author : k. a. harrington
pages : [hardcover] 288
favorite character : evan
An edge-of-your seat psychological thriller with a romantic twist
On the three-month anniversary of her boyfriend Flynn’s death, Morgan uploads her only photo of him to FriendShare to get some closure—but she’s shocked when the facial recognition software suggests she tag him as “Evan Murphy.” She’s never heard of Evan, but a quick search tells her that he lives in a nearby town and looks exactly like Flynn. Only this boy is very much alive.
Digging through layers of secrets and lies, Morgan is left questioning everything she thought she knew about her boyfriend, her town, and even her parents’ involvement in this massive web of lies.
I’ve picked up a few different young adult mysteries lately and have been really interested in getting more into the mystery/thriller genre. I think it’s interesting to see how stories like these can really grip you, shock you, and pull you into the narrative. Unfortunately, though Forget Me had a great start, it ended up being a big disappointment.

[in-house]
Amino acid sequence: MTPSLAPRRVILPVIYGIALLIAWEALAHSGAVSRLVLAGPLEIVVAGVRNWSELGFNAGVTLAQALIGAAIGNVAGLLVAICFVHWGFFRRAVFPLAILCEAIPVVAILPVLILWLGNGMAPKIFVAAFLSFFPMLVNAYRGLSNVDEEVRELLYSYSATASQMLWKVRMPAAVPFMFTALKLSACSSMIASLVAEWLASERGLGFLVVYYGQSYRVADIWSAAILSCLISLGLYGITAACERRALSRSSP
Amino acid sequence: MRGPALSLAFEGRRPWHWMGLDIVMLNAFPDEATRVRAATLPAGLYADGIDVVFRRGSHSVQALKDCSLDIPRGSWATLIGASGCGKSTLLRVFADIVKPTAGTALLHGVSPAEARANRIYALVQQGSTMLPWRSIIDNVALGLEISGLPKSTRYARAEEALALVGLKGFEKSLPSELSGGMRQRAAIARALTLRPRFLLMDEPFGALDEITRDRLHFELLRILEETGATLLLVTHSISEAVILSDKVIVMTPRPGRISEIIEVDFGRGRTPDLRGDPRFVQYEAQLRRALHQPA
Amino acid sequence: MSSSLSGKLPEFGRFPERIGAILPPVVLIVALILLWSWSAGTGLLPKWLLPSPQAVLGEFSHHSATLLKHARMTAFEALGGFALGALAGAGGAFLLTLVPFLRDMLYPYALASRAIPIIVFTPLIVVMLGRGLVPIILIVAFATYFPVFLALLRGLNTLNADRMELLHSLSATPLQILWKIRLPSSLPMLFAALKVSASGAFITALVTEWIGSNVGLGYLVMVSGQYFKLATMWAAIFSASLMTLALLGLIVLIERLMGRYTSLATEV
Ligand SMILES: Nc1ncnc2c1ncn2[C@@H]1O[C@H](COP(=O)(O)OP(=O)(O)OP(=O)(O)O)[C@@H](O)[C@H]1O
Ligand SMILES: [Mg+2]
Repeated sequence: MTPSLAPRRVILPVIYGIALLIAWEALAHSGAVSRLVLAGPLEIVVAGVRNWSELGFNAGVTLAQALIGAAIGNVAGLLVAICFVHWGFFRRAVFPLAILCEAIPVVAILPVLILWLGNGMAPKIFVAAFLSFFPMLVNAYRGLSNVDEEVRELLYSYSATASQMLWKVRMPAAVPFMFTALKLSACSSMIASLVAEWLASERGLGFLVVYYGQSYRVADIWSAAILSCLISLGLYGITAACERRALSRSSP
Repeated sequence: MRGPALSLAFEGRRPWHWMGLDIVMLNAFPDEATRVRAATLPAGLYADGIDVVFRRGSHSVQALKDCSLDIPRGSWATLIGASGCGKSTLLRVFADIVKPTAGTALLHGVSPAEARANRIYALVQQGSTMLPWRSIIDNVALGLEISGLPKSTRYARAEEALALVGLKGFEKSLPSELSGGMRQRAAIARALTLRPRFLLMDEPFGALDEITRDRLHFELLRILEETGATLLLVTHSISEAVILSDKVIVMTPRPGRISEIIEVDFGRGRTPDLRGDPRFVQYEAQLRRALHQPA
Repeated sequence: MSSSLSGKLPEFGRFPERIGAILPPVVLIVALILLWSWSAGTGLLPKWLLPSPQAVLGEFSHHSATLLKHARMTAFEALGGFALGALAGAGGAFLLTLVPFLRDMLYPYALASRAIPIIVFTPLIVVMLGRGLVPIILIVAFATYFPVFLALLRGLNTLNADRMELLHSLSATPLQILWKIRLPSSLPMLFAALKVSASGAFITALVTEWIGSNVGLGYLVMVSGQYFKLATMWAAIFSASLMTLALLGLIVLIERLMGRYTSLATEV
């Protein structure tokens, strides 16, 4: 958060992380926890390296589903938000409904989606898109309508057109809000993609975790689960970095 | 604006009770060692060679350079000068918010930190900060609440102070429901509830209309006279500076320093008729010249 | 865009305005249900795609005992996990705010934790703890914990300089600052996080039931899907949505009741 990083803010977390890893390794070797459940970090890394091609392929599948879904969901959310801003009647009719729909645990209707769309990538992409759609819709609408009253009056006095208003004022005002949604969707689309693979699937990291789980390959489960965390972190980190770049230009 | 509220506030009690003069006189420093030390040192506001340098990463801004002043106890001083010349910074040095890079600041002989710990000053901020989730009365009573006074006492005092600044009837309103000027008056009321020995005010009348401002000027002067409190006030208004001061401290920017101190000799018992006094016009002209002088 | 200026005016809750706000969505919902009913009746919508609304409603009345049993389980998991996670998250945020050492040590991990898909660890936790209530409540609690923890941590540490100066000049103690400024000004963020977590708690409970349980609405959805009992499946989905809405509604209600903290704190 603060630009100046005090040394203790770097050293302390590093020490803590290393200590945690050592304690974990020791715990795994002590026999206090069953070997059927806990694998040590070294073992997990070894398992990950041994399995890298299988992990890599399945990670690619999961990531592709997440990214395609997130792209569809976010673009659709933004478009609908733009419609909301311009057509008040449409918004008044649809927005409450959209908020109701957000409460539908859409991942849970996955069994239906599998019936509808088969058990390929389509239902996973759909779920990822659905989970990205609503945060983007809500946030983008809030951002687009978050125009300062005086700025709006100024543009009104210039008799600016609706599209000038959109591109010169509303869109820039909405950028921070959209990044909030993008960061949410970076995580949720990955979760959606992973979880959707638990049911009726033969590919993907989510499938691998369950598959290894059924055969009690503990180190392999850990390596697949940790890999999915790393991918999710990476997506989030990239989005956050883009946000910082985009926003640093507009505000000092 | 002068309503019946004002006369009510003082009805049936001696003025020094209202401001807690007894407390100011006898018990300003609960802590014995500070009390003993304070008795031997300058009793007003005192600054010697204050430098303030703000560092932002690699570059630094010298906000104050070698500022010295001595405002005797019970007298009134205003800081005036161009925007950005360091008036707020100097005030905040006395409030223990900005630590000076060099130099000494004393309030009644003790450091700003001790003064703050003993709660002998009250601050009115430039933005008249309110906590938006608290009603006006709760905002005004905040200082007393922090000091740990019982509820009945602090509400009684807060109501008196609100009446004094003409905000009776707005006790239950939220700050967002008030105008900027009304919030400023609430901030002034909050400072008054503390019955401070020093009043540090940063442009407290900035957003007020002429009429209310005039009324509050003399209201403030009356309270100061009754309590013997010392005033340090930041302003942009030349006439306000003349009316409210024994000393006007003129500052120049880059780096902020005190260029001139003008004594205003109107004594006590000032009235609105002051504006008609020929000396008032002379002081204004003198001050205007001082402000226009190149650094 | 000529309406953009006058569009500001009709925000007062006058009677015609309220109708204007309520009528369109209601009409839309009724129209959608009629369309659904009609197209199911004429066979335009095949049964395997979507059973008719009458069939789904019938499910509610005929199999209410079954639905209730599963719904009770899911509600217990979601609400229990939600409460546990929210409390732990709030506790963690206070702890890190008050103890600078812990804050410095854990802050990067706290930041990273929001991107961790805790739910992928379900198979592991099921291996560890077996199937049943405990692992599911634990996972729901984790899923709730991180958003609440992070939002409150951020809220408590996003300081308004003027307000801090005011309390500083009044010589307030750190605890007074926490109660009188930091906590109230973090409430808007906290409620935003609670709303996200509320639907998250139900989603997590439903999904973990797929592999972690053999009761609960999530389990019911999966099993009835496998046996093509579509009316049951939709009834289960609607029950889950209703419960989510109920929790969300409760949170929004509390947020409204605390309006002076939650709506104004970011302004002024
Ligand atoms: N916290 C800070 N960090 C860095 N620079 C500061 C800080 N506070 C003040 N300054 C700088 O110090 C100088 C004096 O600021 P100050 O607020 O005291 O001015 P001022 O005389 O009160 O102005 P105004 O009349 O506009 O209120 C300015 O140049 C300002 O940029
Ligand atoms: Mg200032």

Morgan’s boyfriend, Flynn, was killed in a hit-and-run. Worse, she witnessed the accident. But when she uploads a picture of him as a memorial to a website and is asked to tag his picture with some other boy’s name, a boy who looks exactly like Flynn, she wonders if he’s really dead at all. Or if the accident wasn’t what it seemed.
Throughout the book, there are all of these hints at some bigger picture story happening and the pieces don’t fall into place until the finish. Which, y’know, is expected in the mystery. But Morgan’s town has been run into the ground because the big company that used to employ so many townspeople has shut down. I thought that there was going to be a whole conspiracy surrounding that, because it seemed like most of the people working there were scientists. I figured there was some genetic testing going on there or a crazy answer like that would be found in the mystery. What the plot really builds up to, though, is less satisfying.
I won’t give away the ending. But I will say that Forget Me really fell when it came to pacing. So much of the middle of the book fell flat while Morgan was navigating the mystery. And then, in the last 20 or so pages, so much information was randomly packed into them. Pieces that had no build-up to them whatsoever and seemed much too convenient, and unsatisfying, an answer to all of the intrigue and quirky clues we’d been getting throughout the novel.
I’m going to keep on reading mysteries, but won’t be recommending this one.